Slowing Growth in India, China to Weigh on Iron Ore Market

Iron ore has had a volatile year.
Based on a forecast made by sector experts and research agencies, the coming year will not bring any cheer on that front.
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Much of the gloom and doom scenarios stems from the fact that two of the world’s fastest growing economies, China and India, have experienced slowing growth. As a result, demand for steel — of which iron ore is a crucial component – for infrastructure projects or automobiles is waning.
Ore prices went up in the first few months of this year, largely  because of supply disruptions in Brazil and Australia; when the supply chain recovered, prices fell. A slight uptake from China saw prices going up to $100 ton a month earlier this month, but experts now predict that upward movement might be coming to an end.
Indian steel major JSW Steel Ltd itself has said iron ore prices will start sliding from next year as demand wanes.
Join Managing Director Seshagiri Rao said prices may fluctuate between $80 and $85 a ton for the rest of 2019 before sliding to $60 to $65 next year, according to Bloomberg.
According to a report by Citigroup Inc, cited by Finance & Commerce, iron ore is looking at a potentially long slide in the coming years.
According to the report, prices will go down because of weakening demand in No. 1 buyer China, which will offset gains in consumption in other emerging markets (including India).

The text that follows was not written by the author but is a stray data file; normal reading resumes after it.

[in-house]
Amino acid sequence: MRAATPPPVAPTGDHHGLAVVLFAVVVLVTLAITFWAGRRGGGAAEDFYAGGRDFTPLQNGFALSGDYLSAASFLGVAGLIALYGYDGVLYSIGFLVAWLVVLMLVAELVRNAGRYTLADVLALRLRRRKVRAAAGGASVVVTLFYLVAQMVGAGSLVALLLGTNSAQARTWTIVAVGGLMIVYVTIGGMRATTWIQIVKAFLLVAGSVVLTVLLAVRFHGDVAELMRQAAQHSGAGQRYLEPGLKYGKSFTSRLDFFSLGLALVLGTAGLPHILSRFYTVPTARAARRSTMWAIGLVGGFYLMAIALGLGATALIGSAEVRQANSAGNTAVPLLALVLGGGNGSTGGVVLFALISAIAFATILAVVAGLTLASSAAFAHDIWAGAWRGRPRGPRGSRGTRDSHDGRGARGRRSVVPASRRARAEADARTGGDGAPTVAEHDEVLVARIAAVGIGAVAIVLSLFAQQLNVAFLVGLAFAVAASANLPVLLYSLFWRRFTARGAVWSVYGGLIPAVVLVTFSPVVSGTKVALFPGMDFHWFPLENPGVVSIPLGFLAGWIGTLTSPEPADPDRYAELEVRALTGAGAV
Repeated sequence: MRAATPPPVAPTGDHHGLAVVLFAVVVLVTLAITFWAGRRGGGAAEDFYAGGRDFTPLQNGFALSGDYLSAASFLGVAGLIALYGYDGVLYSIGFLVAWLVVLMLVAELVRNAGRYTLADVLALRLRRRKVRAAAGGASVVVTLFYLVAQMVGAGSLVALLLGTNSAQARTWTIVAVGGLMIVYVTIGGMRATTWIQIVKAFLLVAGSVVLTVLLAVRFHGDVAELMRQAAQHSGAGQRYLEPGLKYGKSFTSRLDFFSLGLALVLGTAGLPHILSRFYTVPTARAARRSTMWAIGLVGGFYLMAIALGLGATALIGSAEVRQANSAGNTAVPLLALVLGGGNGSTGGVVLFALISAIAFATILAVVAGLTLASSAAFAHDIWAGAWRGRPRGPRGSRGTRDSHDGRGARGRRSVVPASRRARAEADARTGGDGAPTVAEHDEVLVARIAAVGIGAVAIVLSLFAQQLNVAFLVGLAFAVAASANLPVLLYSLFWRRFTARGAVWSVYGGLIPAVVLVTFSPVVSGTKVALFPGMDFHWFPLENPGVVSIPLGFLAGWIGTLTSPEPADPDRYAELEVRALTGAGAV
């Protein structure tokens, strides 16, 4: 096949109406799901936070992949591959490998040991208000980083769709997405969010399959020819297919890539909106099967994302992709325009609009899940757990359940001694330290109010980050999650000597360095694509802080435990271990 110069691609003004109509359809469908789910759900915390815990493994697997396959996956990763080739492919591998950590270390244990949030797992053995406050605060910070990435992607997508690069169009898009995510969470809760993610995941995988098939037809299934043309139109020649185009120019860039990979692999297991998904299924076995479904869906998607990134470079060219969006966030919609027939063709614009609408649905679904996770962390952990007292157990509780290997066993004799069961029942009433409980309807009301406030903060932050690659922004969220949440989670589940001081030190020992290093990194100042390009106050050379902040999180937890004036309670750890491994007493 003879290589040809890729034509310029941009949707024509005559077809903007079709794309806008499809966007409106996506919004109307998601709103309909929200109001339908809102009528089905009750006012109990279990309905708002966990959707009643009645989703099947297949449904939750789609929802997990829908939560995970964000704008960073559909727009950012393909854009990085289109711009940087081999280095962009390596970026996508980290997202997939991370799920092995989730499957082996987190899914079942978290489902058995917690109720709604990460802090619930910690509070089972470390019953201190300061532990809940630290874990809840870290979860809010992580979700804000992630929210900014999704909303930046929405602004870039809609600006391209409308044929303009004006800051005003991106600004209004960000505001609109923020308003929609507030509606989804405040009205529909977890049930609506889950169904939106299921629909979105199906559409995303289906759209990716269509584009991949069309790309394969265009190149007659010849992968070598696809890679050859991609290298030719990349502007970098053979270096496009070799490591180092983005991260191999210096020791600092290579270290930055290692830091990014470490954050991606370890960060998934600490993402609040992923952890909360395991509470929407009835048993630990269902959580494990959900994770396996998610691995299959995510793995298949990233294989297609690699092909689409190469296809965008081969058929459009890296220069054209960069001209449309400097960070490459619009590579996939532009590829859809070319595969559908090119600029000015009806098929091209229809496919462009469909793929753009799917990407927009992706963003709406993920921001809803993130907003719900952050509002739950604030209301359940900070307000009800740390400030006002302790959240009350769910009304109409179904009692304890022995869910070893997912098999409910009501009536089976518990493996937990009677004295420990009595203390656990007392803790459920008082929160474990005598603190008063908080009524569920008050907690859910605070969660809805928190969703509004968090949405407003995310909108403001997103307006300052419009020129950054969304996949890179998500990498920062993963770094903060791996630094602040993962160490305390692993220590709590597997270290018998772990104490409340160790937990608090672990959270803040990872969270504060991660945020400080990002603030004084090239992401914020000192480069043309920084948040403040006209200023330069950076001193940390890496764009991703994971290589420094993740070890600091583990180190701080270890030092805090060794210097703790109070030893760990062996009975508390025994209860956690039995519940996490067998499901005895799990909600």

According to Ed Morse, global chief of commodity research, steel demand is “no longer going to be what it was,” and that no combination of India, Brazil and any other emerging-market country could replace the China market.
Faced with this kind of a situation, the Indian government has permitted the state-run Steel Authority of India Ltd. (SAIL) to sell 25% of its iron ore stock and to dispose off 70 million tons of low grade ore lying at mine heads across the country, the Business Standard reported.
According to the Indian Ministry of Steel, over 162 million tons of low-grade iron ore was available. However, regulations did not permit SAIL to sell these materials to domestic end-use companies.
The move, though, is being interpreted as an effort to reduce concerns regarding the expiry of mines.
Around 30 working iron ore mines are expiring on March 2020. In a tweet, the Ministry said it was giving permission to sell 70 million tons.
“Government of India has given permission to sell 70 million tonnes of sub grade minerals in the captive mines of SAIL,” the Ministry of Steel tweeted. “This would enable @SAILsteel to lead the way in ensuring availability of iron ore in the years up ahead for the steel sector. Thank you @MinesMinIndia.”
By this, the Indian government hopes SAIL will meet its own requirements, & also bridge the expected shortfall in domestic iron ore market.
The Mumbai-based financial services group Edelweiss Group says the decision highlights potential delays in the scheduled bidding process in the domestic ore market, the Financial Express reported.
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It said if this bidding is delayed, there could be a shortfall of at least 30–35 mtpa, even if SAIL manages to ramp up production. The government has allowed SAIL to sell iron ore to third parties from its captive mines for two years, Edelweiss noted. However, “infrastructure constraints and beneficiation issues” at customers’ end would constrain potential gains, according to Edelweiss.

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